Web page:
We lightly whisk the egg with the salt to dilute it and we gradually add it to the butter mixture, continuing to mix, until it is absorbed by the butter. It might curdle a bit at this point, but this won’t be a problem.

Finally, we add the flour, already sieved and we mix always at low speed, just until it is fully absorbed by the butter mixture and the dough comes together. If we are going to use baking powder, we sieve it along with the flour.

We transfer to a lightly floured working surface and we press it with the palm to confirm its homogeneity and to ensure an even blending of the flour and the butter (this is called “fraisage” in French). We gather the dough, we form a ball, we cover it with cling film, and we refrigerate for some hours (ideally overnight) to let the dough the gluten rest and the butter to chill again.

I prefer to use the stand mixer to make this dough, because it blends the ingredients evenly, producing a perfectly homogeneous dough, in no time. But if you don’t have one, you can certainly make it by hand. All you have to do is to cream the butter with the sugar in a large bowl with a spatula, to add the ground almond, the egg, little by little, then to sieve the flour on top and to briefly work it with your hands, just until it comes together. Transfer the dough on a working surface, proceed to the fraisage stage, as described above, gather it to form a ball, wrap it with cling film and chill in the fridge, as already explained.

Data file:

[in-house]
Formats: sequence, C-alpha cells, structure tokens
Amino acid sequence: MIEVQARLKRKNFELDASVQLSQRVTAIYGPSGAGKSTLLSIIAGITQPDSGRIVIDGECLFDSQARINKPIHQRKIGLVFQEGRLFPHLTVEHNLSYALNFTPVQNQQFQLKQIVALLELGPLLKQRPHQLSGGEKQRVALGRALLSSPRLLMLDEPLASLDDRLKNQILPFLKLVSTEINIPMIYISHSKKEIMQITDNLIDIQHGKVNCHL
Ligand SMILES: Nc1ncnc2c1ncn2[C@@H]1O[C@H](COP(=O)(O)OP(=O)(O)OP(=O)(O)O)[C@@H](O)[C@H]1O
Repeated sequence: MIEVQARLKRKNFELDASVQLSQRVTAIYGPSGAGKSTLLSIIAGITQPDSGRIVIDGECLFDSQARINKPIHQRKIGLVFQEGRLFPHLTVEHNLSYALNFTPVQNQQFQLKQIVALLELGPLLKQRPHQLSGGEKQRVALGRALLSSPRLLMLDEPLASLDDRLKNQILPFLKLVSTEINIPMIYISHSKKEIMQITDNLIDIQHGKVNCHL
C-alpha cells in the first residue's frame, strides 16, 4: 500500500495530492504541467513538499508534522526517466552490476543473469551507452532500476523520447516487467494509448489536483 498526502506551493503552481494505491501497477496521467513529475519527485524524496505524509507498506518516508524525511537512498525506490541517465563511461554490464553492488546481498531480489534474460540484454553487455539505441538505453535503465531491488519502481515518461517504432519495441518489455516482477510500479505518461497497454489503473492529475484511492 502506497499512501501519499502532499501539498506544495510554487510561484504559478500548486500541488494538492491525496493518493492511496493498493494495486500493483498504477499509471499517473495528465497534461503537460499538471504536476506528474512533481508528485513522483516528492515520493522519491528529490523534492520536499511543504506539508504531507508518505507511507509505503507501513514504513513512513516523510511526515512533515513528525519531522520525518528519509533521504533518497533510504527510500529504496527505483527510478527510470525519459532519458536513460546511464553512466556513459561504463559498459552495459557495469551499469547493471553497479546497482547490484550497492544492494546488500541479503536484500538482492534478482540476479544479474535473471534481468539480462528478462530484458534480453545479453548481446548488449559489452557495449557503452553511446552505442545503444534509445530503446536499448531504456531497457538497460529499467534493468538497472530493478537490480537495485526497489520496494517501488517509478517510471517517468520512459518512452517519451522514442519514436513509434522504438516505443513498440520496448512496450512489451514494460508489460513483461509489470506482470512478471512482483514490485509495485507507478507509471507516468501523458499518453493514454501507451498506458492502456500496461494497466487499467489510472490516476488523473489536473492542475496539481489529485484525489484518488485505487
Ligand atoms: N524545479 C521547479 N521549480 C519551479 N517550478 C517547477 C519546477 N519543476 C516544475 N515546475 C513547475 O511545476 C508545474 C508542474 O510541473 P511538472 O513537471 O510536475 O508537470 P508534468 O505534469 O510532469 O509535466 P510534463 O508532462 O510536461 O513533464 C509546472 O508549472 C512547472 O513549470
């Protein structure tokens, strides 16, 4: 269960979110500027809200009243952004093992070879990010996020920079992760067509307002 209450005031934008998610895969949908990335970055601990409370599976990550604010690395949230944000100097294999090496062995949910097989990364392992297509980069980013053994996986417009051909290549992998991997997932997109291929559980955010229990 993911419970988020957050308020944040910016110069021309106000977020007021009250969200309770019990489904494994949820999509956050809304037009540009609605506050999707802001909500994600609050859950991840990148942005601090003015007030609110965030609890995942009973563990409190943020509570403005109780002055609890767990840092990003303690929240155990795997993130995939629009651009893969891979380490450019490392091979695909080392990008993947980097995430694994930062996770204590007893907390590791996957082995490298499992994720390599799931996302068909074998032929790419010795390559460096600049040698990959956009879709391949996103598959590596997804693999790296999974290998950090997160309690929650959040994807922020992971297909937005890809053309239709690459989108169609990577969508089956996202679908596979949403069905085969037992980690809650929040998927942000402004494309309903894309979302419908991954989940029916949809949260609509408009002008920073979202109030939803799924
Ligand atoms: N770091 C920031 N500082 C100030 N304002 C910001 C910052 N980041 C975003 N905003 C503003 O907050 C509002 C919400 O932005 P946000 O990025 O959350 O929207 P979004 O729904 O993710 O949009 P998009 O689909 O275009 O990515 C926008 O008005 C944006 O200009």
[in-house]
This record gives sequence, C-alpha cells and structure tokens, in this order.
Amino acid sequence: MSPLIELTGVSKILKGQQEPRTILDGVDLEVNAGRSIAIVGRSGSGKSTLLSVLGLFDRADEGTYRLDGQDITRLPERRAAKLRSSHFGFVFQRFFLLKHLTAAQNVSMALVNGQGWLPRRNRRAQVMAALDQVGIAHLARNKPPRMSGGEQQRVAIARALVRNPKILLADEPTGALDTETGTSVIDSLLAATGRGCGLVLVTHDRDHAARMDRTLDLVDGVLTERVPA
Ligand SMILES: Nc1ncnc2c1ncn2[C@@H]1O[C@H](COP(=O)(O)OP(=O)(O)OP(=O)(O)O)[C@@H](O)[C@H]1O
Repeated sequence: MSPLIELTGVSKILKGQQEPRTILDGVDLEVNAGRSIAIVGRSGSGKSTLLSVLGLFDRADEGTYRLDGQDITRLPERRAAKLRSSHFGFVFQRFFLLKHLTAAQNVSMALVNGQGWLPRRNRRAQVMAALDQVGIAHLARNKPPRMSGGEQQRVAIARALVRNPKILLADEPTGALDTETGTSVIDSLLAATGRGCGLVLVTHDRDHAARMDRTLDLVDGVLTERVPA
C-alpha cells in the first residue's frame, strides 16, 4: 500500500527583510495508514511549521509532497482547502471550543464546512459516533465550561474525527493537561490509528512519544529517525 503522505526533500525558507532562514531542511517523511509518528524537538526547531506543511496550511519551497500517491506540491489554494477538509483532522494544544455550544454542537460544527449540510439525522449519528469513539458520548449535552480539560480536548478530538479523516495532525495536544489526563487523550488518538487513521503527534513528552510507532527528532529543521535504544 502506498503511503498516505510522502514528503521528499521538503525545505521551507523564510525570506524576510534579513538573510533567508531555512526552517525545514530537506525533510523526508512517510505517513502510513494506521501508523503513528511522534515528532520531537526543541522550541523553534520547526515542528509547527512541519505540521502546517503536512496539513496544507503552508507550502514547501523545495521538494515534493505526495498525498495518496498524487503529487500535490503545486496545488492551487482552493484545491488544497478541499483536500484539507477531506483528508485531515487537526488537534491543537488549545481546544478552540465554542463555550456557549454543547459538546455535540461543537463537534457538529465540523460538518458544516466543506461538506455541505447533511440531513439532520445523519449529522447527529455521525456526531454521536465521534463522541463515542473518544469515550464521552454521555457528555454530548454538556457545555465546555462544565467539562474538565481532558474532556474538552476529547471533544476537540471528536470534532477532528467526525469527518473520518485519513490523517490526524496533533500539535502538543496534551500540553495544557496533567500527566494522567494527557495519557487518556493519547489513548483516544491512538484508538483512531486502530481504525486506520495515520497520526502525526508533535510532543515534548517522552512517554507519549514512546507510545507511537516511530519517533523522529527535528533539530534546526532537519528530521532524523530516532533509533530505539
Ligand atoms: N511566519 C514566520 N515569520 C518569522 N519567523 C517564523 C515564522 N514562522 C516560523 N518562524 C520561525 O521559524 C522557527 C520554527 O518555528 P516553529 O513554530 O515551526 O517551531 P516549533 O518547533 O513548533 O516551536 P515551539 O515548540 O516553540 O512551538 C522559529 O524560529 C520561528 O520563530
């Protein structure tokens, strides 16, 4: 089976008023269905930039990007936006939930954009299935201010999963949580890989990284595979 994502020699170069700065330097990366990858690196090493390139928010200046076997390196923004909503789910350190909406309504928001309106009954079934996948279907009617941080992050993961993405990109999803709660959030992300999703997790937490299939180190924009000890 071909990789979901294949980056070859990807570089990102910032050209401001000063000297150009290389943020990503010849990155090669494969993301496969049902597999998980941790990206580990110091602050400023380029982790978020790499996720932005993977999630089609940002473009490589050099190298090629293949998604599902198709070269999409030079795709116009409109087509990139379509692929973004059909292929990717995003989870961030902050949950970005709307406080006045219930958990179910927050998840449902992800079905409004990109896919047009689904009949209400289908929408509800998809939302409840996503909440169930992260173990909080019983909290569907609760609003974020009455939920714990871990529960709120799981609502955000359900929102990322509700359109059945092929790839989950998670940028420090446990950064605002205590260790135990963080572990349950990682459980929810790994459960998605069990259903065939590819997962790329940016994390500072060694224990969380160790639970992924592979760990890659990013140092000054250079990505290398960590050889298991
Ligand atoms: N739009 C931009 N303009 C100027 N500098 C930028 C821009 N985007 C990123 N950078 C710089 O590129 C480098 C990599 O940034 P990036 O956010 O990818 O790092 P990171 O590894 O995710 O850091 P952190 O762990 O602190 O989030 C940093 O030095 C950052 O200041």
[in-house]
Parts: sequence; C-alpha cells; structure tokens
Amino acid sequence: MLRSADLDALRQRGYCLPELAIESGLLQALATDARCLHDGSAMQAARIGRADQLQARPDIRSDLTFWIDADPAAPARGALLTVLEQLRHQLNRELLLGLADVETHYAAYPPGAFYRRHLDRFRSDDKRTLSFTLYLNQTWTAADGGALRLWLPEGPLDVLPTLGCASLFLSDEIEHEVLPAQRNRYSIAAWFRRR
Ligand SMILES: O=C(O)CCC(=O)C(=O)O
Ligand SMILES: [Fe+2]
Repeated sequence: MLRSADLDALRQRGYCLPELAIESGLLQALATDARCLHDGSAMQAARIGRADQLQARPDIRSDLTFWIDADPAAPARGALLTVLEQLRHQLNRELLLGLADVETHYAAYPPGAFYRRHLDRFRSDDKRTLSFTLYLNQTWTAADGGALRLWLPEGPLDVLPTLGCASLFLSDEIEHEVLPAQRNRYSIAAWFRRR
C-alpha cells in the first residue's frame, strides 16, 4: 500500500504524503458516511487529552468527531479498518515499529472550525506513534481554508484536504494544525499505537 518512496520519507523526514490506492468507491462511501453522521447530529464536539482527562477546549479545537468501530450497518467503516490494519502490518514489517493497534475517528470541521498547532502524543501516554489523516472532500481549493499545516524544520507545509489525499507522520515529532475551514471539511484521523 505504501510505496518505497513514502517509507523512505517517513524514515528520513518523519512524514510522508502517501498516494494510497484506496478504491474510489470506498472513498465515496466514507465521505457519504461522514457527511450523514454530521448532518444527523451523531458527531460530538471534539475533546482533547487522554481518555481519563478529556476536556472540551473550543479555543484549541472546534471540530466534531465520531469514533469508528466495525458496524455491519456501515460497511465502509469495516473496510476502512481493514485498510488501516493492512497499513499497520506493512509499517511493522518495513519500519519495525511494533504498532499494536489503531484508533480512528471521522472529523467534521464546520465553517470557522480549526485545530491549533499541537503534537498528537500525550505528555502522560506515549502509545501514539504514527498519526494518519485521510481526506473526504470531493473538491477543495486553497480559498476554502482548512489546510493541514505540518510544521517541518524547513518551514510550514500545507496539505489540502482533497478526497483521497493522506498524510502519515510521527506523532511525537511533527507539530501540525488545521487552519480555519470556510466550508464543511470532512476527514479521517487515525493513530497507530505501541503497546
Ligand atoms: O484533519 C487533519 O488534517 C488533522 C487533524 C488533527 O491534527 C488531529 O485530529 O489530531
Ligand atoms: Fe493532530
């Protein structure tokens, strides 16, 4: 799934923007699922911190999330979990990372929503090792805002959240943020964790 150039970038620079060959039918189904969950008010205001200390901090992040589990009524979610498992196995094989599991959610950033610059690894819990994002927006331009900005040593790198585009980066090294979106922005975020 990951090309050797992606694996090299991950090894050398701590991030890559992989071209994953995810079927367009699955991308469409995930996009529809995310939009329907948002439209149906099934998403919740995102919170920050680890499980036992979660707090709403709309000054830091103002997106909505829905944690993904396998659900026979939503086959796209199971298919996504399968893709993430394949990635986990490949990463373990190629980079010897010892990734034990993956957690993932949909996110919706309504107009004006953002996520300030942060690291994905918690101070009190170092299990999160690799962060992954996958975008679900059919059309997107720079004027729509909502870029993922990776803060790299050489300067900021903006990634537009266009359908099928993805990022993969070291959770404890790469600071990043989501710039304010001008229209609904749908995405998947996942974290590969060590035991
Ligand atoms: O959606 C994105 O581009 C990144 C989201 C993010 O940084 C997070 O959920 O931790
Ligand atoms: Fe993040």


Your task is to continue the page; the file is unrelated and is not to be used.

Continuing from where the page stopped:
If you do not intend to use the dough straight away, or if using only part of it, keep in mind that it can be stored raw for 3-4 days in the fridge or for a month in the freezer, either way, tightly wrapped with cling film (if you store it in the freezer you ‘d better place it, wrapped as it is with the cling film, inside a freezer bag). If you choose to freeze it, then when it should be used, place it in the refrigerator the previous night to let it thaw slowly.

NOTE 2 Read also our article “basic frolla dough for italian stuffed pastries”.